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This topic may be old news to those of you who have been following GrassrootsHealth for some time, but it is still a common question we receive from others who are new to vitamin D. If this is old information for you, we hope you will forward it to someone who might consider it new.

Vitamin D2 vs Vitamin D3

The most prevalent form of vitamin D found in drug and health stores is vitamin D3. This is the form that is naturally made in your body with sun exposure. It is what GrassrootsHealth scientists recommend. But doctors typically prescribe vitamin D2. Why? Until recently, D2 was the only form that could be prescribed and that insurance could cover. The standard of care for deficient patients (< 12 ng/ml) was to prescribe 50,000 IU vitamin D2 weekly for 8 weeks, and then 50,000 IU every other week for the rest of their life (source: M. Holick).

Vitamin D2 – What is it?

Vitamin D2 is also known as “ergocalciferol.” It is created by radiating a compound (ergosterol) from the mold ergot. Vitamin D2 is found in mushrooms, in some supplements, and in some fortified foods (such as rice milk and soy milk).

As part of the vitamin D test results reported by GrassrootsHealth, 25(OH) vitamin D2 is an indication of how much vitamin D2 has been ingested or taken. A quick look at the GrassrootsHealth data shows that, of a total of 12,387 latest participant vitamin D test results, only 3% have detectable levels of 25(OH)D2 in their blood.

Vitamin D3 – What is it?

Vitamin D3 is also known as “cholecalciferol.” Vitamin D3 (other than that made in the skin) is made by irradiating wool sources of 7-dehydrocholesterol (from cholesterol). So, it is made similarly to D2 – but by radiating wool, instead of mold. Wool is a natural source from an animal, similar to our skin, so it mimics the way our skin produces vitamin D from exposure to the sun.

There is a vegan vitamin D3 supplement made from lichen. This vitamin D3 option can be completely vegan, and include no animal products at all, safe for someone who may be allergic to lanolin in wool.

For 97% of GrassrootsHealth participants, vitamin D3 is the only form of vitamin D contributing to their total serum level. This can be seen by looking at the level of 25(OH)D3 reported along side the total 25(OH)D.

D2 vs. D3 – which is better?

From an interview with Robert Heaney, MD, previously the Research Director for GrassrootsHealth:

“There are 2 differences between D2 and D3. The first one: D2 is a synthetic product that is derived from plant precursors. D3 is a natural product that’s produced in all animals upon exposure to sunlight. And the second difference between the two of them is that D2, being somewhat unnatural, is metabolized by the body more rapidly. That is it’s thrown away, it’s not utilized as efficiently whereas D3 is conserved by the body and used. So you get more effect if you use D3. And although both forms of Vitamin D are relatively inexpensive, as it turns out D3 is today somewhat cheaper than D2.”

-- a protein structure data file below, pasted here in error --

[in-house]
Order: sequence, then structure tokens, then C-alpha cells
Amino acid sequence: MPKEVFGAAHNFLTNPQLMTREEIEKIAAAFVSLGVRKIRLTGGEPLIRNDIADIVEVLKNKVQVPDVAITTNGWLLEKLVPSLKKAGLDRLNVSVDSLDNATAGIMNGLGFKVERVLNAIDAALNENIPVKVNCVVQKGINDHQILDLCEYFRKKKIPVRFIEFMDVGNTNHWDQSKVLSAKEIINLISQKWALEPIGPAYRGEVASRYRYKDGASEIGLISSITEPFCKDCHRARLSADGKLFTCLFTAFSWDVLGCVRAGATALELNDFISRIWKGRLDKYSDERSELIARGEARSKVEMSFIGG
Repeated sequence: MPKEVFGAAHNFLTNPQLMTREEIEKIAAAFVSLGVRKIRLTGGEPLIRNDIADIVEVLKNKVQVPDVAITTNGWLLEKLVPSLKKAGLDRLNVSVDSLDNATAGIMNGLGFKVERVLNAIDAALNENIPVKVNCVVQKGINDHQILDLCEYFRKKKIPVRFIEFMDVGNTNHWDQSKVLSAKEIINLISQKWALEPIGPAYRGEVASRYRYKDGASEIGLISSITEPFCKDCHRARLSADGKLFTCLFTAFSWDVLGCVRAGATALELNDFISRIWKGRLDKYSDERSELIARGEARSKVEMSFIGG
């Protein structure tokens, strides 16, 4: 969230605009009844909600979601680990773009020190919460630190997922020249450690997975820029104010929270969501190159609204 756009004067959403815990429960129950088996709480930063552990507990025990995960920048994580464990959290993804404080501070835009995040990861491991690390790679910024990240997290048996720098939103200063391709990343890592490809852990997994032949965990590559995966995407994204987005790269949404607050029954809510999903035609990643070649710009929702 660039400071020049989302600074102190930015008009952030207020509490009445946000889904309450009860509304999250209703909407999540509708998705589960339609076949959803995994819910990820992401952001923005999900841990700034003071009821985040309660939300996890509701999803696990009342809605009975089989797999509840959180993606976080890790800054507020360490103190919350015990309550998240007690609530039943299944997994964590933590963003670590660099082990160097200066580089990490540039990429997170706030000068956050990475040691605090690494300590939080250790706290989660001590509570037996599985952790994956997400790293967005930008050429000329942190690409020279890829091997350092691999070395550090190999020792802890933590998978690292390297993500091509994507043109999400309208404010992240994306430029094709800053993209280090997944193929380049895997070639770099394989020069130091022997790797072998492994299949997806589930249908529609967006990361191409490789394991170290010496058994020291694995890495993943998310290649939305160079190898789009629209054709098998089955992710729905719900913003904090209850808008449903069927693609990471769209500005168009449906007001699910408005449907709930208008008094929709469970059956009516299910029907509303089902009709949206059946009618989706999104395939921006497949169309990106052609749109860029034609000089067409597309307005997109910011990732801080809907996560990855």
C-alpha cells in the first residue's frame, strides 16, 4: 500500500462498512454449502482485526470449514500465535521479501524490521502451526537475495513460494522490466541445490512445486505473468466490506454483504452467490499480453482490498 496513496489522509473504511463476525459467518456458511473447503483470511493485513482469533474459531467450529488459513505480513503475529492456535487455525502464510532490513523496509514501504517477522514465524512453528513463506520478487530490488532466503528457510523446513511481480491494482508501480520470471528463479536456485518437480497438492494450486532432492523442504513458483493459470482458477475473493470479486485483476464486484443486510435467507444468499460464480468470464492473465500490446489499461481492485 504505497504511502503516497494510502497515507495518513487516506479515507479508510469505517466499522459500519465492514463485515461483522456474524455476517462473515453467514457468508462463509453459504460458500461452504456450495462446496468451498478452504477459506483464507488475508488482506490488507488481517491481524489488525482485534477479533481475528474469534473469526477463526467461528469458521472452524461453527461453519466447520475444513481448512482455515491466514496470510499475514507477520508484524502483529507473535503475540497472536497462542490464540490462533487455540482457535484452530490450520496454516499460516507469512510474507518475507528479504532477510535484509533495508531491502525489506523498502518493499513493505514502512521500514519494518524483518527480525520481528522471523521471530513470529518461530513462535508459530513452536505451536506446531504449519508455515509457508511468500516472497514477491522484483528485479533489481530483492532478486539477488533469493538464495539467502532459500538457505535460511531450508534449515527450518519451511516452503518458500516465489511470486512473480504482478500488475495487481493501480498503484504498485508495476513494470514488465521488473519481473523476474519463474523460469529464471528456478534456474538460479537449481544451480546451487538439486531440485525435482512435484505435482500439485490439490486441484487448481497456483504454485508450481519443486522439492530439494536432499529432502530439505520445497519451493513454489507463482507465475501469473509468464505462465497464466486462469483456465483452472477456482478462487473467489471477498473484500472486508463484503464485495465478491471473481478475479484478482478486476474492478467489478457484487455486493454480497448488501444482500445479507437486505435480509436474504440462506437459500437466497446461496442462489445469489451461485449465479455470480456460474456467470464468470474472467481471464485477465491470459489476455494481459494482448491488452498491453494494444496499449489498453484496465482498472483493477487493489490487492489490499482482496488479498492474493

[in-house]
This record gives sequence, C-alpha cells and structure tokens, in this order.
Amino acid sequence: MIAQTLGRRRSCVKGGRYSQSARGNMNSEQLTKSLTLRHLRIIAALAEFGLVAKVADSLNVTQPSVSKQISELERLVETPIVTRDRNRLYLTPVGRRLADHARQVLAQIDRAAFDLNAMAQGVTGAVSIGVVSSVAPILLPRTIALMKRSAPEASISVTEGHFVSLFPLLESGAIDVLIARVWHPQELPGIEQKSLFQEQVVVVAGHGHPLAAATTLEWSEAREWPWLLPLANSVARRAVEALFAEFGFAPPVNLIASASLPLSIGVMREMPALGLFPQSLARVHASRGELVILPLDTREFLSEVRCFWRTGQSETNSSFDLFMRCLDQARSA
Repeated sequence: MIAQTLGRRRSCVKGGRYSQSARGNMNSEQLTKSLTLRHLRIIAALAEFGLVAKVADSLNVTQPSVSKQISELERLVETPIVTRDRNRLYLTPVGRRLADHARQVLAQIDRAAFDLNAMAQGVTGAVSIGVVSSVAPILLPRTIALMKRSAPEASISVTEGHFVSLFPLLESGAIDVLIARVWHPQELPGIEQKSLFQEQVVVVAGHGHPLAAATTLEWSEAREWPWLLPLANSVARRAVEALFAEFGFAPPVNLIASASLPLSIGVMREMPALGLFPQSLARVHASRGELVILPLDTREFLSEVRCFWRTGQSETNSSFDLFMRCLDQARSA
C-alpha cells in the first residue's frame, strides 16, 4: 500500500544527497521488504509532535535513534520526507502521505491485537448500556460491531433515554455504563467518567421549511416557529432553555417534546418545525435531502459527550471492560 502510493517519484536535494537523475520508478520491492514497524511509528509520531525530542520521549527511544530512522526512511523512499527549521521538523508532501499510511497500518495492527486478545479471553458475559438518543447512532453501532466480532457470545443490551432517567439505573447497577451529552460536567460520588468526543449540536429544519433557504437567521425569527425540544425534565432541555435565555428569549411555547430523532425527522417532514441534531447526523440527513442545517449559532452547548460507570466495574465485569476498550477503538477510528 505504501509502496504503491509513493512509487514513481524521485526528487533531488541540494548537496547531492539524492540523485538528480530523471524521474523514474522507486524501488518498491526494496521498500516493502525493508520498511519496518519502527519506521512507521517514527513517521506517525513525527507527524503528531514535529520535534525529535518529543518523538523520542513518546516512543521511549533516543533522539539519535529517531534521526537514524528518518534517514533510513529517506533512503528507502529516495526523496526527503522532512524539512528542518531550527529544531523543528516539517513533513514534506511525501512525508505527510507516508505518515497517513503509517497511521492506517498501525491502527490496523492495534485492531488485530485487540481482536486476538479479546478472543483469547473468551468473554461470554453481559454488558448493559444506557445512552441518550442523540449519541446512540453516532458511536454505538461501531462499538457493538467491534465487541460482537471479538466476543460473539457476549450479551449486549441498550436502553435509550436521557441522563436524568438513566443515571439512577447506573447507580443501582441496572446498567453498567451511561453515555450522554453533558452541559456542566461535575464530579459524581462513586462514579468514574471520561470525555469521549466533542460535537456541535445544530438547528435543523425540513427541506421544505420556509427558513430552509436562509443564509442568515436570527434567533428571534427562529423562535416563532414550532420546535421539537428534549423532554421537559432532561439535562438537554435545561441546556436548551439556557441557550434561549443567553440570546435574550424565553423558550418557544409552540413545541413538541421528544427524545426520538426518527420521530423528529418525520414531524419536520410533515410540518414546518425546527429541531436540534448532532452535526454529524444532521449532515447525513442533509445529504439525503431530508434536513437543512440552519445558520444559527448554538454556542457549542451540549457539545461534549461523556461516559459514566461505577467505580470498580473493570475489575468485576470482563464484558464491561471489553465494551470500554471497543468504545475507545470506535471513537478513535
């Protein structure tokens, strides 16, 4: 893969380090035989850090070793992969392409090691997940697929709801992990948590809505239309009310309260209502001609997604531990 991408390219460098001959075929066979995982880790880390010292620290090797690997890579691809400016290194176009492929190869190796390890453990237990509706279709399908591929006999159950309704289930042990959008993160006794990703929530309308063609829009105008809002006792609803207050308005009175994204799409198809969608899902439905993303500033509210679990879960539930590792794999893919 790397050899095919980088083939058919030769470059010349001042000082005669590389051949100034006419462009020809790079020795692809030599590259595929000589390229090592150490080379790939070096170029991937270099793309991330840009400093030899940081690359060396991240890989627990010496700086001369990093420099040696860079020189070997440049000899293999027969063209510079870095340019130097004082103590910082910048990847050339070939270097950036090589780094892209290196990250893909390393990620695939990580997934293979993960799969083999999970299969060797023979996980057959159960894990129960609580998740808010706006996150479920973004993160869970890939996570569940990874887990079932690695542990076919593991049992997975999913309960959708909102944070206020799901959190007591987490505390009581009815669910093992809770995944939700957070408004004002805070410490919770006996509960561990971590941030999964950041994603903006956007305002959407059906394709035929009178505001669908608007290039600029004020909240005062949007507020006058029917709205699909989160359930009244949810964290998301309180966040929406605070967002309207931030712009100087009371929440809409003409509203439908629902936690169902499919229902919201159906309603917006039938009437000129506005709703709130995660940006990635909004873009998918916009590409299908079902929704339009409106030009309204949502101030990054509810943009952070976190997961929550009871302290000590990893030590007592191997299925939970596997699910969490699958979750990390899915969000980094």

Mark A. Moyad, MD, MPH explains how D3 is more effective than D2 in this Medscape article. He cites it being less toxic, more potent, having a longer shelf life, is used in more trials, and is better able to raise 25(OH) D blood levels. He also explains how D2 and D3 were first created.

If you are supplementing outside of a doctor’s orders -vitamin D3 is recommended.

What should you do if your doctor prescribes D2 to you?

GrassrootsHealth recommends taking vitamin D3 based on the information above. Ask your doctor if he can write you a prescription which specifically calls out D3/cholecalciferol. D3-50,000 IU is also available for online ordering. Have a discussion with your doctor and ask if you can take vitamin D3 instead. He might want you to take 50,000 IU and not know that it is available in D3 by a few manufacturers (Google search ‘vitamin D3 50000 IU’). You may find that it is cheaper than your prescription and more effective.

How can I track my supplement use and nutrient levels?

To help you track your supplement use and nutrient levels, GrassrootsHealth has created an online tracking system called myData-myAnswers. For each specific supplement, you can track what days you take it, how much, and many other details. This will help you know your true supplemental intake and what patterns of use work for you to reach and maintain optimum nutrient levels. Check it out today!

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